Sweet Girl (2021)

Sweet Girl
Director: Brian Andrew Mendoza
Writer: Gregg Hurwitz, Philip Eisner
Cast: Jason Momoa, Isabela Merced, Manuel Garcia-Rulfo, Amy Brenneman, Adria Arjona, Justin Bartha, Raza Jaffrey, Lex Scott Davis, Michael Raymond-James
Seen on: 3.9.2021

Plot:
Ray (Jason Momoa), Amanda (Adria Arjona) and their daughter Rachel (Isabela Merced) used to be extremely happy together until Amanda got very sick and the medication that was her last hope of survival was too expensive, and the generic version pulled before it ever reached the market. After her death, Ray has sworn revenge on the pharmaceutical company that is responsible for the decision. And Rachel can’t help getting dragged into his plans.

Sweet Girl is at its best when it isn’t focused on the action. Unfortunately, it seems to be convinced otherwise. When it should have remained simple, it goes big. But still, it’s worth it for Momoa and the father-daughter-chemistry he has with Merced.

The film poster showing Ray (Jason Momoa) and Rachel (Isabela Merced) walking fiercely. He is holding an axe and his face is bruised.

Really, I’m waiting for the RomCom where Jason Momoa gets to be a wonderfully warm goofball (despite being Big and Brown, and I say despite only because Hollywood seems to think those are mutually exclusive categories). He would be so good. We got a taste of his warmth in Aquaman, and we get a taste of it here whenever Ray interacts with Rachel. Although, most of the time things are pretty bleak for them and Momoa nails that bleakness, too.

Merced is equally strong as Rachel and nails her struggle with her father’s decisions, her idolization of and love for him. This relationship really is the core of the film. That’s why the film is at its best when its focused on Ray and Rachel and, to a lesser extent, Amanda. The emotionality and injustice of what they go through is perfectly captured.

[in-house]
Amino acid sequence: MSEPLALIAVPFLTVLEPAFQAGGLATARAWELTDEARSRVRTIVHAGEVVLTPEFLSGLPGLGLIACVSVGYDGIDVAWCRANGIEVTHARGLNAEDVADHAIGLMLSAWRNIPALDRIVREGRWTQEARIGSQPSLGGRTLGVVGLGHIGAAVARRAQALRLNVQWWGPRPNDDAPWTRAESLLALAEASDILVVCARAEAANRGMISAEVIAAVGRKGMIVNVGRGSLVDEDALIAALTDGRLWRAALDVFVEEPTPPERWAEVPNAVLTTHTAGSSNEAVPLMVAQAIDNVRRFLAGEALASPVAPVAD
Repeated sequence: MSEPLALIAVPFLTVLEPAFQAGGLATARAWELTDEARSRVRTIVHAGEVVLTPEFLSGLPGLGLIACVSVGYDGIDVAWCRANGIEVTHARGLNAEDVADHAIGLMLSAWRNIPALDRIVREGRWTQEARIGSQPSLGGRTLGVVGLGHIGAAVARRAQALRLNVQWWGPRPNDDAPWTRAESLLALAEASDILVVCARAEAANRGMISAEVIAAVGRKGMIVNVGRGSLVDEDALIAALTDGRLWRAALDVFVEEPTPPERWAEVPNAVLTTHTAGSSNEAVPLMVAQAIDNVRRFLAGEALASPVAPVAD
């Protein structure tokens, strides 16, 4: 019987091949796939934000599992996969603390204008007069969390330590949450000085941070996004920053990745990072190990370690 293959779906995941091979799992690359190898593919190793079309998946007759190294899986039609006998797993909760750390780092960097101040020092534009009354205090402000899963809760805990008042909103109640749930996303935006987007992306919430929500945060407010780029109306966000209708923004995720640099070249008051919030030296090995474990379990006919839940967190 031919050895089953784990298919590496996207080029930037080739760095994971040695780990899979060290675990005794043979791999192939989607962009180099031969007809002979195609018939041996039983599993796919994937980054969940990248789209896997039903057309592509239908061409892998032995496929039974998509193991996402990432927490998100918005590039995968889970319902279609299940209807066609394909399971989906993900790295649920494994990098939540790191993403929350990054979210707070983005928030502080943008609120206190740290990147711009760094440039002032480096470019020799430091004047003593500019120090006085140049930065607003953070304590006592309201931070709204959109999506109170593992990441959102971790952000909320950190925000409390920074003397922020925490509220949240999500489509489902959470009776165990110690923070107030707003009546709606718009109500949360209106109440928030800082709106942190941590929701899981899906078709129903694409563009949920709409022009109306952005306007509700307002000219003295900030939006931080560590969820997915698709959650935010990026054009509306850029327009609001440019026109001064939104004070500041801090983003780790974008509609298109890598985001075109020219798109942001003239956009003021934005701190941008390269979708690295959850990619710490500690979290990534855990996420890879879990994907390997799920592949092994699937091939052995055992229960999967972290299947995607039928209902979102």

Ray (Jason Momoa) running between cars.

Unfortunately the film is a little too pre-occupied with the action that quickly started to feel like a diversion from the characters. I like well-choreographed fight scenes, especically when it’s hand-to-hand combat (and not, like, car chases – if you want to consider them fight scenes – or shoot-outs). They seemed to be alright here, but I can’t really say for sure because the cinematography and editing wouldn’t let me watch them. This made me lose interest in the action parts of the film pretty soon, and made me hope even more for more character work.

The final twist was both a little obvious and very unlikely. Knowing it made me wish once more that the action scenes were shot differently. You could have done a lot with that twist in that regard (not so much in any other and overall I wish they had gone with a different ending). But even if the film isn’t great, watching Momoa in full papa mode and Merced giving it her all still makes it worth it.

Ray (Jason Momoa) holding Rachel (Isabela Merced) tightly, kissing the top of her head.

Summarizing: decent.

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